$305
50 tests
100 µl
This Cell Signaling Technology antibody is conjugated to phycoerythrin (PE) and tested in-house for direct flow cytometric analysis in human cells. This antibody is expected to exhibit the same species cross-reactivity as the unconjugated Brachyury (D2Z3J) Rabbit mAb #81694.
APPLICATIONS
REACTIVITY
Human

Application Methods: Flow Cytometry

Background: Brachyury protein, encoded by the T gene, is a transcription factor that is vital for the formation of posterior mesoderm and axial development during vertebrate embryogenesis (1). In the mouse, brachyury is necessary for mesodermal morphogenetic cell movements during gastrulation. Brachyury mutant mice die in utero and display deficient mesoderm formation including an abnormal notochord, missing posterior somites, and a reduced allantois (2). Human brachyury is expressed in the notochord, as well as in chordoma tumors that occur along the spine, making it a good marker for notochord and notochord-derived tumors (3,4). A common polymorphism in the human T gene has also been shown to be associated with development of the multifactorial neural tube defect, spina bifida (5,6).

$260
100 µl
APPLICATIONS
REACTIVITY
Human

Application Methods: Flow Cytometry, Immunofluorescence (Immunocytochemistry), Immunoprecipitation, Western Blotting

Background: Brachyury protein, encoded by the T gene, is a transcription factor that is vital for the formation of posterior mesoderm and axial development during vertebrate embryogenesis (1). In the mouse, brachyury is necessary for mesodermal morphogenetic cell movements during gastrulation. Brachyury mutant mice die in utero and display deficient mesoderm formation including an abnormal notochord, missing posterior somites, and a reduced allantois (2). Human brachyury is expressed in the notochord, as well as in chordoma tumors that occur along the spine, making it a good marker for notochord and notochord-derived tumors (3,4). A common polymorphism in the human T gene has also been shown to be associated with development of the multifactorial neural tube defect, spina bifida (5,6).

$260
100 µl
APPLICATIONS
REACTIVITY
Human

Application Methods: Immunoprecipitation, Western Blotting

Background: The breast cancer susceptibility proteins BRCA1 and BRCA2 are frequently mutated in cases of hereditary breast and ovarian cancers and have roles in multiple processes related to DNA damage, repair, cell cycle progression, transcription, ubiquitination, and apoptosis (1-4). BRCA2 has been shown to be required for localization of Rad51 to sites of double stranded breaks (DSBs) in DNA, and cells lacking BRCA1 and BRCA2 cannot repair DSBs through the Rad51-dependent process of homologous recombination (HR) (5). Numerous DNA damage-induced phosphorylation sites on BRCA1 have been identified, including Ser988, 1189, 1387, 1423, 1457, 1524, and 1542, and kinases activated in a cell cycle-dependent manner, including Aurora A and CDK2, can also phosphorylate BRCA1 at Ser308 and Ser1497, respectively (6-10). Cell cycle-dependent phosphorylation of BRCA2 at Ser3291 by CDKs has been proposed as a mechanism to switch off HR as cells progress beyond S-phase by blocking the carboxy terminal Rad51 binding site (11).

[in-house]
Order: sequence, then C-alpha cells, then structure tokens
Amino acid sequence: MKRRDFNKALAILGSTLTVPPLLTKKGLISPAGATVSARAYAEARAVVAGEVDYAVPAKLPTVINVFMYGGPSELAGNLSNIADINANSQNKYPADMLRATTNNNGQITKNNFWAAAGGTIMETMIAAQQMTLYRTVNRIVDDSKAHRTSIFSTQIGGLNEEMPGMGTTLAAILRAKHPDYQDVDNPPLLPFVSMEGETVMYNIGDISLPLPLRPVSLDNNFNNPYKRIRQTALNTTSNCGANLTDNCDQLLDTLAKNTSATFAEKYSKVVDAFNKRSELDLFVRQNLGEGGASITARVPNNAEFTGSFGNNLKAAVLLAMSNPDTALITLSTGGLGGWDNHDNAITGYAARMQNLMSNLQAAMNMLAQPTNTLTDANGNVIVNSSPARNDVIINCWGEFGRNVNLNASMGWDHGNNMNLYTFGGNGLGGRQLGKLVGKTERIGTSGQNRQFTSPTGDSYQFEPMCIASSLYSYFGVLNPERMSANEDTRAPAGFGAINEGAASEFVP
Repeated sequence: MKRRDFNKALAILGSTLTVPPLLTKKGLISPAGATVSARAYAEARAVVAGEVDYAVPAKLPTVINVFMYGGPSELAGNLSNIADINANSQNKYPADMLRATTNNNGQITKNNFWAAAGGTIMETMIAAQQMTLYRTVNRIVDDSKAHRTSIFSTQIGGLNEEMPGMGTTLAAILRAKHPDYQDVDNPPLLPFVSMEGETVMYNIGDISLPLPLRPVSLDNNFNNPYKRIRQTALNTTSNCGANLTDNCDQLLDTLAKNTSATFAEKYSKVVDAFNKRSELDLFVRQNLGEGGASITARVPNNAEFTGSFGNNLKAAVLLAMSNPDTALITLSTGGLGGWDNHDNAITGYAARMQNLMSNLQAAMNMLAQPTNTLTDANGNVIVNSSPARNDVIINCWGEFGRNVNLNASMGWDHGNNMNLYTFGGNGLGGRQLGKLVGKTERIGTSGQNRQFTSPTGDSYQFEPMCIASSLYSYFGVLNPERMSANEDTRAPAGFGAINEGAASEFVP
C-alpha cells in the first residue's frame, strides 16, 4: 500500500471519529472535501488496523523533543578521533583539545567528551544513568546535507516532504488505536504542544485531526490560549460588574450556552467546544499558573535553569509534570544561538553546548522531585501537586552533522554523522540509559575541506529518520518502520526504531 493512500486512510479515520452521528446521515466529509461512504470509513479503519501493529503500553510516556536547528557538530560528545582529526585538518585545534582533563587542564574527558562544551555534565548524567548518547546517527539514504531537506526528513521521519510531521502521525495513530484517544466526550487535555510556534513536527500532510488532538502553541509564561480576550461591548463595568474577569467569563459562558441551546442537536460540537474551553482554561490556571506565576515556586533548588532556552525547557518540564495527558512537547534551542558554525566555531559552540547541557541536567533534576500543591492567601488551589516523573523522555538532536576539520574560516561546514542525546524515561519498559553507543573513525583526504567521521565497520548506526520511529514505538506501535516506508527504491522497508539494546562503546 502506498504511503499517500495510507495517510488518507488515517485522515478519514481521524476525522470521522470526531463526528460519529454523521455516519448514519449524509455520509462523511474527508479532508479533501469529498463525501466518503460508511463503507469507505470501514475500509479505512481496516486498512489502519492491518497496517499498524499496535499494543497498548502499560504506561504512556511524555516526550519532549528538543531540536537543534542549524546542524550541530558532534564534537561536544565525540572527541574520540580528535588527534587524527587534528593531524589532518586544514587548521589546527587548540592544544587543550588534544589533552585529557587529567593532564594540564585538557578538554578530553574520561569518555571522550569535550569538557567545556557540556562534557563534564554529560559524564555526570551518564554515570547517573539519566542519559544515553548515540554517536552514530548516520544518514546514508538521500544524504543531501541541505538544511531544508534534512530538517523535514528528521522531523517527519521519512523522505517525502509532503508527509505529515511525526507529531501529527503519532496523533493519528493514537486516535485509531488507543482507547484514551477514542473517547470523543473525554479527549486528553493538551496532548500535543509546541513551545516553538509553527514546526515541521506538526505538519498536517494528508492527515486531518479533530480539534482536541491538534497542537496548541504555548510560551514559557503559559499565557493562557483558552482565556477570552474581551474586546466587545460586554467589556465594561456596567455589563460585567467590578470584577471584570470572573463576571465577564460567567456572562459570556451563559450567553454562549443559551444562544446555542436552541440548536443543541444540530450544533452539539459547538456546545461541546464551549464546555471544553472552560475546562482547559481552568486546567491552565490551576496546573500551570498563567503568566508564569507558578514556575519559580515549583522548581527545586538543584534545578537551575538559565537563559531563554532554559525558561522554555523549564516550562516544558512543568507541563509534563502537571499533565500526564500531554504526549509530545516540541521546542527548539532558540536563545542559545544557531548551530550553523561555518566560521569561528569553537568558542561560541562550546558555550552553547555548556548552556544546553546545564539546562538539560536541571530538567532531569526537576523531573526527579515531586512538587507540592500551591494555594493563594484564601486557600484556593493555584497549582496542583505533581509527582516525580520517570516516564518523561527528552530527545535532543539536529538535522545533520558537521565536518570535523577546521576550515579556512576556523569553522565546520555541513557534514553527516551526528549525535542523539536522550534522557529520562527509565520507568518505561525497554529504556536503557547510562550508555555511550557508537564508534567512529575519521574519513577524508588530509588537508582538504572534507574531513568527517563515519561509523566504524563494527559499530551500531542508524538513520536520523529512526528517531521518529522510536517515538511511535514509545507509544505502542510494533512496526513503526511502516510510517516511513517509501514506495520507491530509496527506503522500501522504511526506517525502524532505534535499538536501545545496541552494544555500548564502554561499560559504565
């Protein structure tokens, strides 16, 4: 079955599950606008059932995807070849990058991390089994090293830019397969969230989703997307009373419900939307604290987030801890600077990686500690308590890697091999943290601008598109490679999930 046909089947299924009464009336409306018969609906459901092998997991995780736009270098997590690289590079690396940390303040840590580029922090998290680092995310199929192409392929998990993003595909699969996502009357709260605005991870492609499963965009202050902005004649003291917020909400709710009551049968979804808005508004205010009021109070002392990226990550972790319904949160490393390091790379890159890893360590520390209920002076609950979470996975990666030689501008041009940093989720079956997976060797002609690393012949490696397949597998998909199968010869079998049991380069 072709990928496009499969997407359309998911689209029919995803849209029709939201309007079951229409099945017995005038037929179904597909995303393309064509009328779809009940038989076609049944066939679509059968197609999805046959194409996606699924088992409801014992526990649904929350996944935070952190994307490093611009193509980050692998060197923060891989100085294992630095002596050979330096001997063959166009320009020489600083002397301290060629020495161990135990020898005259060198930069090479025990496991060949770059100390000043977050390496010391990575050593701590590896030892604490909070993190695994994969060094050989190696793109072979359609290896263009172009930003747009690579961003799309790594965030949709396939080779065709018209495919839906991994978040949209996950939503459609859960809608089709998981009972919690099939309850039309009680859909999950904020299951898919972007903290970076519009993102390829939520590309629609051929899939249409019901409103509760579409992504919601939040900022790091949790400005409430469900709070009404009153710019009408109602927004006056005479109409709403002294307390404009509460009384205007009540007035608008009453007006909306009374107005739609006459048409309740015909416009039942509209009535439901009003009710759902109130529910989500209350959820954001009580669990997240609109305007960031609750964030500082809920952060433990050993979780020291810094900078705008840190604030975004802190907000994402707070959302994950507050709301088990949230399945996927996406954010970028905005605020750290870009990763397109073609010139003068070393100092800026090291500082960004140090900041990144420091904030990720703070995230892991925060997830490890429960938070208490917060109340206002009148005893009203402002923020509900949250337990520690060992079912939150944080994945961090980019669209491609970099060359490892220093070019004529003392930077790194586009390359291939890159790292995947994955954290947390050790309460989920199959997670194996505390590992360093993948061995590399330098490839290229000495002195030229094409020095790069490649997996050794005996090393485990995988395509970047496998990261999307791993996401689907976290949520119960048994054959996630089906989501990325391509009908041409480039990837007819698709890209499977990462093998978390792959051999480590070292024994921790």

$260
100 µl
APPLICATIONS
REACTIVITY
Human

Application Methods: Western Blotting

Background: The breast cancer susceptibility proteins BRCA1 and BRCA2 are frequently mutated in cases of hereditary breast and ovarian cancers and have roles in multiple processes related to DNA damage, repair, cell cycle progression, transcription, ubiquitination, and apoptosis (1-4). BRCA2 has been shown to be required for localization of Rad51 to sites of double stranded breaks (DSBs) in DNA, and cells lacking BRCA1 and BRCA2 cannot repair DSBs through the Rad51-dependent process of homologous recombination (HR) (5). Numerous DNA damage-induced phosphorylation sites on BRCA1 have been identified, including Ser988, 1189, 1387, 1423, 1457, 1524, and 1542, and kinases activated in a cell cycle-dependent manner, including Aurora A and CDK2, can also phosphorylate BRCA1 at Ser308 and Ser1497, respectively (6-10). Cell cycle-dependent phosphorylation of BRCA2 at Ser3291 by CDKs has been proposed as a mechanism to switch off HR as cells progress beyond S-phase by blocking the carboxy terminal Rad51 binding site (11).

$260
100 µl
APPLICATIONS
REACTIVITY
Human, Monkey, Mouse, Rat

Application Methods: Immunoprecipitation, Western Blotting

Background: Protein ubiquitination and deubiquitination are reversible processes catalyzed by ubiquitinating enzymes and deubiquitinating enzymes, respectively (1,2). Deubiquitinating enzymes (DUBs) are categorized into five subfamilies based on catalytic domain structure: USP, OTU, MJD, UCH, and JAMM/MPN. BRCC36 is a zinc-dependent DUB belonging to the JAMM/MPN subfamily and participates in DNA damage responses and interferon signaling by specifically catalyzing hydrolysis of K63-linked polyubiquitin chains (3,4). In the nucleus, BRCC36 is part of the BRCA1-A complex that contains RAP80, BRCA1, ABRAXAS, and MERIT40 (5,6). This complex plays a critical role in mediating the cellular repair of DNA double strand breaks induced by ionizing radiation (7-10). Research studies have shown that BRCC36 is overexpressed in a high percentage of breast tumors, which may contribute to resistance of breast cancer cells to ionizing radiation-induced apoptosis (4). BRCC36 also functions in the cytoplasm as part of a distinct complex known as the BRCC36-containing isopeptide complex (BRISC) (5,6). Indeed, research studies have shown that BRCC36 deubquitinates and stabilizes IFNAR1 to modulate the cellular response to interferons (3).

$260
100 µl
APPLICATIONS
REACTIVITY
Human, Mouse

Application Methods: Chromatin IP, Chromatin IP-seq, Western Blotting